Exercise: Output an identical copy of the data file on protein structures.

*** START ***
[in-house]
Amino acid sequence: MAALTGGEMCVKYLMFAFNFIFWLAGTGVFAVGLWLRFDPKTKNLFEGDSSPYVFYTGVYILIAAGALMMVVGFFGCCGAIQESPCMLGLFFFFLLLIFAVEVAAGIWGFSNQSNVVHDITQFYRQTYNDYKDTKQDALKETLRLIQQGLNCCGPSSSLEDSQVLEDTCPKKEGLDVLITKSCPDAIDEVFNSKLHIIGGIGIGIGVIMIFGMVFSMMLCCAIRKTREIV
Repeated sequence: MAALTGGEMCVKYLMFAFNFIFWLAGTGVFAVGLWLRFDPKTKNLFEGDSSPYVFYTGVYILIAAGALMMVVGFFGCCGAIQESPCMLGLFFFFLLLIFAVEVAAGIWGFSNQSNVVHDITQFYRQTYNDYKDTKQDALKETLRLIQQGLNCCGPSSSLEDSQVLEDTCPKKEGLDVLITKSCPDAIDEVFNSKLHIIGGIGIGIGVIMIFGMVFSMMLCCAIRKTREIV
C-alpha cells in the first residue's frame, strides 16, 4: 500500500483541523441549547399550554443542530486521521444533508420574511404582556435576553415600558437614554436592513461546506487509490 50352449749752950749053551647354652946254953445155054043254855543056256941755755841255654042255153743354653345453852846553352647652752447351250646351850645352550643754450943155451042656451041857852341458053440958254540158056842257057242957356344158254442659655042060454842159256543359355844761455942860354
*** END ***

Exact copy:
[in-house]
Amino acid sequence: MAALTGGEMCVKYLMFAFNFIFWLAGTGVFAVGLWLRFDPKTKNLFEGDSSPYVFYTGVYILIAAGALMMVVGFFGCCGAIQESPCMLGLFFFFLLLIFAVEVAAGIWGFSNQSNVVHDITQFYRQTYNDYKDTKQDALKETLRLIQQGLNCCGPSSSLEDSQVLEDTCPKKEGLDVLITKSCPDAIDEVFNSKLHIIGGIGIGIGVIMIFGMVFSMMLCCAIRKTREIV
Repeated sequence: MAALTGGEMCVKYLMFAFNFIFWLAGTGVFAVGLWLRFDPKTKNLFEGDSSPYVFYTGVYILIAAGALMMVVGFFGCCGAIQESPCMLGLFFFFLLLIFAVEVAAGIWGFSNQSNVVHDITQFYRQTYNDYKDTKQDALKETLRLIQQGLNCCGPSSSLEDSQVLEDTCPKKEGLDVLITKSCPDAIDEVFNSKLHIIGGIGIGIGVIMIFGMVFSMMLCCAIRKTREIV
C-alpha cells in the first residue's frame, strides 16, 4: 500500500483541523441549547399550554443542530486521521444533508420574511404582556435576553415600558437614554436592513461546506487509490 50352449749752950749053551647354652946254953445155054043254855543056256941755755841255654042255153743354653345453852846553352647652752447351250646351850645352550643754450943155451042656451041857852341458053440958254540158056842257057242957356344158254442659655042060454842159256543359355844761455942860354